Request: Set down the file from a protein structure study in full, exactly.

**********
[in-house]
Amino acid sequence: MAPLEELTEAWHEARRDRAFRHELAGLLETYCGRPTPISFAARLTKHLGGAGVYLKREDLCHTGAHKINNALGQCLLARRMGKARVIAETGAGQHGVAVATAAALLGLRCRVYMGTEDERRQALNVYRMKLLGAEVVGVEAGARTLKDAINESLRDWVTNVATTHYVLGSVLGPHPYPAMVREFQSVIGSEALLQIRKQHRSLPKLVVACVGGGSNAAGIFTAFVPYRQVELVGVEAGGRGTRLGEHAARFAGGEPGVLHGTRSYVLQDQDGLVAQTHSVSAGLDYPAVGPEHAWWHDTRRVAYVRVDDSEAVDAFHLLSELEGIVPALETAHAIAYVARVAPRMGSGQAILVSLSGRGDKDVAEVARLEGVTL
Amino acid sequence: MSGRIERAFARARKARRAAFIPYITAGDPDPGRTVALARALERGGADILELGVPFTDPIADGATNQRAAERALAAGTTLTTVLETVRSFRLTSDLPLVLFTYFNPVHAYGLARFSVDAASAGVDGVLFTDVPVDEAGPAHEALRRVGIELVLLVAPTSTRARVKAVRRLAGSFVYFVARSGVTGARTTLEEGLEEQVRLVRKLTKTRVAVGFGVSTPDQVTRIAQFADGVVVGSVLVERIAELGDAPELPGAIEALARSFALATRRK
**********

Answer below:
[in-house]
Amino acid sequence: MAPLEELTEAWHEARRDRAFRHELAGLLETYCGRPTPISFAARLTKHLGGAGVYLKREDLCHTGAHKINNALGQCLLARRMGKARVIAETGAGQHGVAVATAAALLGLRCRVYMGTEDERRQALNVYRMKLLGAEVVGVEAGARTLKDAINESLRDWVTNVATTHYVLGSVLGPHPYPAMVREFQSVIGSEALLQIRKQHRSLPKLVVACVGGGSNAAGIFTAFVPYRQVELVGVEAGGRGTRLGEHAARFAGGEPGVLHGTRSYVLQDQDGLVAQTHSVSAGLDYPAVGPEHAWWHDTRRVAYVRVDDSEAVDAFHLLSELEGIVPALETAHAIAYVARVAPRMGSGQAILVSLSGRGDKDVAEVARLEGVTL
Amino acid sequence: MSGRIERAFARARKARRAAFIPYITAGDPDPGRTVALARALERGGADILELGVPFTDPIADGATNQRAAERALAAGTTLTTVLETVRSFRLTSDLPLVLFTYFNPVHAYGLARFSVDAASAGVDGVLFTDVPVDEAGPAHEALRRVGIELVLLVAPTSTRARVKAVRRLAGSFVYFVARSGVTGARTTLEEGLEEQVRLVRKLTKTRVAVGFGVSTPDQVTRIAQFADGVVVGSVLVERIAELGDAPELPGAIEALARSFALATRRK